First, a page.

In her testimony before the House of Commons finance committee Tuesday, Michelle Douglas, the former board chair of WE Charity in Canada, cited the complexity and lack of transparency of WE’s operations as some of the reasons she resigned from the board in March.
The IRS filing shows that WE also paid consultancy 202 Strategies US$297,570 during the last fiscal year. The Washington-based firm is headed by Stephan Miller, an Israeli-American pollster and political consultant. “The hallmark of our work is the development of political, media and communications strategies, based on deep insights into your voters, consumers or target audiences gathered through polling and focus groups,” the company says on its website.
Officials at 202 did not respond to questions about their work with WE. On its IRS filing, the charity said all the payments were for “consulting services.”
WE also paid David Baum and Associates US$178,283 in consulting fees in the last fiscal year. Mr. Baum, an organizational psychologist, has been a long-time consultant to WE and highlights the charity on his website. “I partner with exceptional organizations and people and make them better. Jane Goodall, Condé Nast, WE, the Philadelphia Flyers, and Life is Good have all counted on me,” his website says. The site also includes an endorsement from Craig Kielburger: “An invaluable mentor over many years. We couldn’t have done it without him.”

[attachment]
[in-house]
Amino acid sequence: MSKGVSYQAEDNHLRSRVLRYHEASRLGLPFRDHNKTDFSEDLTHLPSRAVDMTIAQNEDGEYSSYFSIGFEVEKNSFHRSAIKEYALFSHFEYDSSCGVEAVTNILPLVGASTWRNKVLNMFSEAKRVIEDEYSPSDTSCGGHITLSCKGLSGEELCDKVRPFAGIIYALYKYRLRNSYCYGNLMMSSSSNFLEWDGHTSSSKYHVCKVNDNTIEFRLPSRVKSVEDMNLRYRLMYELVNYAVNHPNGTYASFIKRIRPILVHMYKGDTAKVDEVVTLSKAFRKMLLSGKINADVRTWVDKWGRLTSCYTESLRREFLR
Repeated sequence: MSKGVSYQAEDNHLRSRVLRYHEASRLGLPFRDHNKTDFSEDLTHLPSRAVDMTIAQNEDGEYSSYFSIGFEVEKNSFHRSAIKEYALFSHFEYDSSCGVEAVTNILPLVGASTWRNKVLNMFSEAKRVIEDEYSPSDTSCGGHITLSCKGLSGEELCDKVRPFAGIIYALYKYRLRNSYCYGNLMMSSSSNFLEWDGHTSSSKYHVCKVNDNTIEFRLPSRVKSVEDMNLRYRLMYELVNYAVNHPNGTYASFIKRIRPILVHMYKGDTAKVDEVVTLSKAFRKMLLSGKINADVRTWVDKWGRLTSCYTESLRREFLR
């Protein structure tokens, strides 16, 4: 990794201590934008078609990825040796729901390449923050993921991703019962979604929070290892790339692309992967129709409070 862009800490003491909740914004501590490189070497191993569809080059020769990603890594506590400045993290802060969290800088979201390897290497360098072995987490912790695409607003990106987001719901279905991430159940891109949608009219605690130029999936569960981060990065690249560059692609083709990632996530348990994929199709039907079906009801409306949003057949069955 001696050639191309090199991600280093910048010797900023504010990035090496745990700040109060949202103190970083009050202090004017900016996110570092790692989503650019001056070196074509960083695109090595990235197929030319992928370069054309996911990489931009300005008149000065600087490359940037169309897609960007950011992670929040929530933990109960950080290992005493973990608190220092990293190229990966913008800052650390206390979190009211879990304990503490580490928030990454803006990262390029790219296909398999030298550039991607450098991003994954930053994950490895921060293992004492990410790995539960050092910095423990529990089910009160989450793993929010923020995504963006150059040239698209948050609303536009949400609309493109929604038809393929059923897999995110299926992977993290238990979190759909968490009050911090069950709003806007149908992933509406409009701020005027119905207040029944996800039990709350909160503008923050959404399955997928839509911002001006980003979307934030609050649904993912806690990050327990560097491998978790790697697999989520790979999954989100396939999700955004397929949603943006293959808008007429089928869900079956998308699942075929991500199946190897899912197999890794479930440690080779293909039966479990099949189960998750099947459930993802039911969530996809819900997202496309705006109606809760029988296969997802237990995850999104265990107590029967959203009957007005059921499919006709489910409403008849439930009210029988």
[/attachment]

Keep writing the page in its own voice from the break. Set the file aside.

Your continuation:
IRS filings show that WE paid Mr. Baum’s firm $644,029 from 2016 to 2019. He has been an adviser to the Kielburgers for more than 15 years. “I stand behind them as people, and WE as an organization, because I have spent thousands of hours with Marc, Craig and their remarkable people,” Mr. Baum writes on his website.
With a report from Jon Horler, special to The Globe and Mail